'People have cried from their boots, heartbroken'
Debt management expert Tony Carey tells Niamh Horan about the human cost of Ireland's financial crisis
TONY Carey has seen it all – he is at the coalface of the raw emotion and sheer desperation that has gripped Ireland's indebted people.
Over the past five years he has worked on debt management cases totalling tens of billions of euro. From representing some of the country's biggest borrowers to helping ordinary families who are on the verge of losing their home.
A trusted negotiator, with over 30 years' experience, he has also worked on behalf of the banks, as they try to recoup the money due from borrowers.
But no matter what side of the fight he is on, he has stuck to one hard rule: "I walk if I feel my client is not playing their part in the deal."
Sitting in his inviting office in Sandyford, it's difficult to imagine some of the emotional scenes that have unfolded across the table.
The boardroom is peppered with bowls of sweets and jellies and the walls are covered with photographs from his motorbike travels around the world.
But here is where some of the casualties of Ireland's recession lay themselves bare.
Grown men "crying from their boots", businessmen breaking the news of their financial difficulty to their wives after years of simply being too scared to share the burden and, of course, the desperate thoughts that they might be better off if they were to end their lives.
The founder of the Cooney Carey team has learned to listen and offer support, a word of hope based on finding a solution when everything has turned to dust.
"Unfortunately many times people may consider the option of ending it. In most cases they won't use the exact words but the option itself comes up. 'Wouldn't everyone be better off' is something I hear. The lack of hope and a path to a resolution is a huge weight."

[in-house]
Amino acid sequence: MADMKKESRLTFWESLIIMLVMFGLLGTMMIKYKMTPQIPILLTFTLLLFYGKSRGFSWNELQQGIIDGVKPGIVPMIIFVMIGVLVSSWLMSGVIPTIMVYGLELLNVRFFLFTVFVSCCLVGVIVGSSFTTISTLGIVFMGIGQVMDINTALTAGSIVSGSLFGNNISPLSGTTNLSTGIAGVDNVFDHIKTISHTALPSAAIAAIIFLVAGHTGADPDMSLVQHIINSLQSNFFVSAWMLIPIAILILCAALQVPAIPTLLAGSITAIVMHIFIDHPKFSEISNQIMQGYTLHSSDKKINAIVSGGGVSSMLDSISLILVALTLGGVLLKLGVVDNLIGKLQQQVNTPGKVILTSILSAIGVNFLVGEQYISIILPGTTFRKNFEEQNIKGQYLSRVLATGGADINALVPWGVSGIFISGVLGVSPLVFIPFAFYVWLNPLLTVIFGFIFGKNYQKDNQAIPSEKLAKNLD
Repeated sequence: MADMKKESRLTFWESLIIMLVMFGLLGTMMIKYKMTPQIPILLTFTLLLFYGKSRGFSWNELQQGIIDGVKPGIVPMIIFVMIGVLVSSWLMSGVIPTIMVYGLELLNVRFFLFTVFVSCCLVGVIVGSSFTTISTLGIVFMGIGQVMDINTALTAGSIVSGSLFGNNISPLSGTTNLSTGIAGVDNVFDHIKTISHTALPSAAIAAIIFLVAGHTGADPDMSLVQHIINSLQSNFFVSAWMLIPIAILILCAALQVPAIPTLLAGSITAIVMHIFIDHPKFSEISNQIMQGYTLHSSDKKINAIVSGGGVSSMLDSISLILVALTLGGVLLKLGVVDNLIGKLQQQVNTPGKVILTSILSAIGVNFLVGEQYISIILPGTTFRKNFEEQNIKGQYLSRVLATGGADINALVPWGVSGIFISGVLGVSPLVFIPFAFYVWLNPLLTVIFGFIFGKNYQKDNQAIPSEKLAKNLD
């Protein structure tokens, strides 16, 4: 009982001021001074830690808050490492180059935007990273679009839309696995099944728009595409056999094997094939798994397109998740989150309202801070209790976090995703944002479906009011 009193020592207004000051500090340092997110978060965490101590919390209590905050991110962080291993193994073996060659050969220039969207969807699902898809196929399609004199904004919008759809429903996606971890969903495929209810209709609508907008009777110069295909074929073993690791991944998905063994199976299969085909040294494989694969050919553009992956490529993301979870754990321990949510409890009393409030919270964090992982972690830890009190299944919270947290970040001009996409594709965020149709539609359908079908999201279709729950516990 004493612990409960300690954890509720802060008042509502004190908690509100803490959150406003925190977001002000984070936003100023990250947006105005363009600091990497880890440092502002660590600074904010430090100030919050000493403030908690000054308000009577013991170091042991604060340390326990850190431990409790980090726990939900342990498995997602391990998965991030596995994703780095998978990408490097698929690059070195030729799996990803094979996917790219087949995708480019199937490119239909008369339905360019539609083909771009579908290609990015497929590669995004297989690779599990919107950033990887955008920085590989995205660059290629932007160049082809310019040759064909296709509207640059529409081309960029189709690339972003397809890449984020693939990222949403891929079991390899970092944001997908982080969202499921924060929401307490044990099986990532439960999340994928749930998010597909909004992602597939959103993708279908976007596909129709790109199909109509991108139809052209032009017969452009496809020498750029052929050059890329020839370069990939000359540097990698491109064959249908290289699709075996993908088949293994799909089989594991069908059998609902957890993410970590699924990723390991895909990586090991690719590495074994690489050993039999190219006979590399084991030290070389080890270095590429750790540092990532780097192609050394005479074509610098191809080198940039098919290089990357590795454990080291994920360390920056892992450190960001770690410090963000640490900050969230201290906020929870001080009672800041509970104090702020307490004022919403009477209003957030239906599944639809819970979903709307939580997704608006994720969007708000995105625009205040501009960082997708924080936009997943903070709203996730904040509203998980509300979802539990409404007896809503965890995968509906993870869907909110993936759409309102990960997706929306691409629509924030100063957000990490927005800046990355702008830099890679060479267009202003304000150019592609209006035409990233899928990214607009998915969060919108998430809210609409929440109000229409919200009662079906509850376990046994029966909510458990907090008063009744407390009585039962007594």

And sometimes they turn to their accountants before their own family know how deeply indebted they are.
"It is difficult to 'talk at home' sometimes in that, whilst the problem is shared and aired, it is not resolved because it is too big. A lot of my work is simply listening – the best advice I can provide is that if you cannot fix the problem yourself then it is someone else's problem – so stop worrying.
"We have seen so many cases, in the hundreds, where pointing out to a person that they are not alone in their problems, that in fact they are "normal", is a major relief. We would also ask people to focus on what they do have – most people compare their position to what it was five years ago, whereas this was a false position. We would encourage people to compare their position to when they started out, they probably had nothing then, but have achieved a lot for their family in the interim."
Describing the pressure banks are putting people under, he says: "Over the last five years we have worked on debt management cases totalling in the tens of billions. These cases have involved us examining cases for banks regarding their clients or for clients presenting to banks. The task in both situations is the same – to achieve 'transparency and co-operation'.